In a world where things move on in the tiniest of increments - a moderate improvement in fuel consumption here, a more easily adjustable seat there - how in the name of all that's holy did Alec Issigonis and his team manage to avoid little fairy steps and take one massive leap with the original Mini in 1959?

It still takes your breath away. It is absolutely tiny. Standing next to it, your sense of scale is knocked out of kilter - a phone box looks massive, and other cars loom up like whales. And yet inside, there seems to be enough space to seat ten for dinner; the dashboard, with its simple, central dial and straightforward switches sits about 40 feet from the driver. And there's still room in the back for two passengers.

How? I know they went against the norm and mounted the engine sideways up front with its power going directly to the front wheels. I know all that stuff. I've rebuilt two of them and have seen how neat and simple they are. But an original Mini remains the cutest piece of automotive cuddliness ever created. You want to pet it and stroke it. Sit somewhere with it and just examine it, like a child with a new toy, turning it over in your hands and looking at it.

But it's important to get past all that stuff, because the Cooper S exists in the real world, not a world of fantasy and sentimentality, and it has to work there as well as in the imagination. And it does.

The 1275cc engine first appeared with the MkII Cooper S in 1964 and gives 75bhp. It chunters away and sounds utterly brilliant... I couldn't help my mind wandering a bit as I let it warm through: recalling using a peg to hold the choke lever out on cold mornings and covering the exposed distributor cap with a washing up glove, holes cut in the fingers to let the HT leads through, all the stuff that sits in the memory of anyone who encountered one of these in the past. And the smell, that wonderful, indefinable Mini smell.

But does it work? Yes. Gloriously. With a smile-inducing whine from the transmission, that 75bhp is enough to give a chunky, determined pull straight from the off. If anything, it feels slightly pugnacious; this is a car with ‘small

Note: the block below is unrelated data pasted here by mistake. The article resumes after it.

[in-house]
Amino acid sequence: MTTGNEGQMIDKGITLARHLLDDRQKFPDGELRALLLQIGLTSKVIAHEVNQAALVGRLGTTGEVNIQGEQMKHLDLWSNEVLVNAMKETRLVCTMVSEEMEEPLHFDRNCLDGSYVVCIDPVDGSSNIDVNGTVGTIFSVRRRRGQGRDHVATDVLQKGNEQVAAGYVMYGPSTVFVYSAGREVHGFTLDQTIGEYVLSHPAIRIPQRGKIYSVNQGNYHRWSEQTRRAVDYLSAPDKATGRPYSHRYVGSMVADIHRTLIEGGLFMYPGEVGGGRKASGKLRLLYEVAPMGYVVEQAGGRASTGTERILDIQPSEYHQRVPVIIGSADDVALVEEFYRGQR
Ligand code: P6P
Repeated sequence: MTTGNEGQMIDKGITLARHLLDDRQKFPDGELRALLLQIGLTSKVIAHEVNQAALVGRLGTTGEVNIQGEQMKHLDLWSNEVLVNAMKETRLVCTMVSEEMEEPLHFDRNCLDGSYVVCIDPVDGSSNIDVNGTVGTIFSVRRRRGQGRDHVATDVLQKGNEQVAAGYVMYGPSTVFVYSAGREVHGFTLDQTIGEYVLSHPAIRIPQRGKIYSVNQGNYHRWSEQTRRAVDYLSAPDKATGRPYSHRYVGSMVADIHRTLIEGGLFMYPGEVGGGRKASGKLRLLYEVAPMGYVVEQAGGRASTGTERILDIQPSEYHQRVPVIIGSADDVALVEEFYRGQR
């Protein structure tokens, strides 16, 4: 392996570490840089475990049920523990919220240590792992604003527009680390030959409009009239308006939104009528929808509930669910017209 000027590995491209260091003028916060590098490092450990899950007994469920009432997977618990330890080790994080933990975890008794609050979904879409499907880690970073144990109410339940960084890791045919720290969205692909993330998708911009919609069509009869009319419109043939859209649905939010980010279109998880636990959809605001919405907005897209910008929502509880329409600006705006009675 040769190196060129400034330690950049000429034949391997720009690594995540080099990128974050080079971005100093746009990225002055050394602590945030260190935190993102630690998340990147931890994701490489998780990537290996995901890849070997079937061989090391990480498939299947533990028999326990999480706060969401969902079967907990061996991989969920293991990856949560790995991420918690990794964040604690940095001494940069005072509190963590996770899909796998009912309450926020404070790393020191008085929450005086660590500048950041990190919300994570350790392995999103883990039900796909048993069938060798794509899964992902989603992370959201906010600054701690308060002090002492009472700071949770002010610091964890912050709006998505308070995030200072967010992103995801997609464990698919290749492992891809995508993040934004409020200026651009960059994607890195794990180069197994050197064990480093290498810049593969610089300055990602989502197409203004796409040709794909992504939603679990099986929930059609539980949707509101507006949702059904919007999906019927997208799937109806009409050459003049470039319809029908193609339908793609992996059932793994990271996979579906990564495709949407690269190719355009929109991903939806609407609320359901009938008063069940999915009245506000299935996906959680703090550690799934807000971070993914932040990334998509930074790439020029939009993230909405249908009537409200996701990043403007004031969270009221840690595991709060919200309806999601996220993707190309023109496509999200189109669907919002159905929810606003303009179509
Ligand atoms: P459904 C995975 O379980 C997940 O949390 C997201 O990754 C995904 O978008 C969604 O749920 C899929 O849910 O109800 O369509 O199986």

man syndrome' - and if there's one thing about which I know anything, it's that.

The suspension consists of rubber cones at each corner, making it all-round independent, and it delivers a characterful bounce on the straights that makes it feel eager to get going and a lot like a cartoon character. I tried throwing it into corners in a cartoon way too, and it digs in, grips and hoons round them, daring you to try harder.

Admittedly, this particular Mini was set up using lasers for the suspension and tracking and is pretty much race-ready, but even in straight-from-the-
box form, the four-square lay-out and resulting wide track and short wheelbase means it was always going to corner like the proverbial go-kart.

And the Cooper S isn't just fast in a toytown way; it is properly fast enough to live with today's cut and thrust too. The 0-60mph time might not read well on paper - 10.5secs - but you'll be smiling so much that you'll not miss any extra shove, and anyway, you can always hurl it into a corner and watch modern stuff slither about while you go round like the Mini is sitting on a toy train track.

I could linger forever over the details - the external door hinges, the shape
of the bonnet, the fog lights - because this car gets to you, and you can only walk away from it wanting one. But the most remarkable thing about the Mini
is that it proves we have completely forgotten what ‘cute' really is in a car. Well, here it is. Feast your eyes and want one. I know I do.

 

 

 

[cite:Top Gear 2011]



This feature first appeared in the September 2011 issue of Top Gear magazine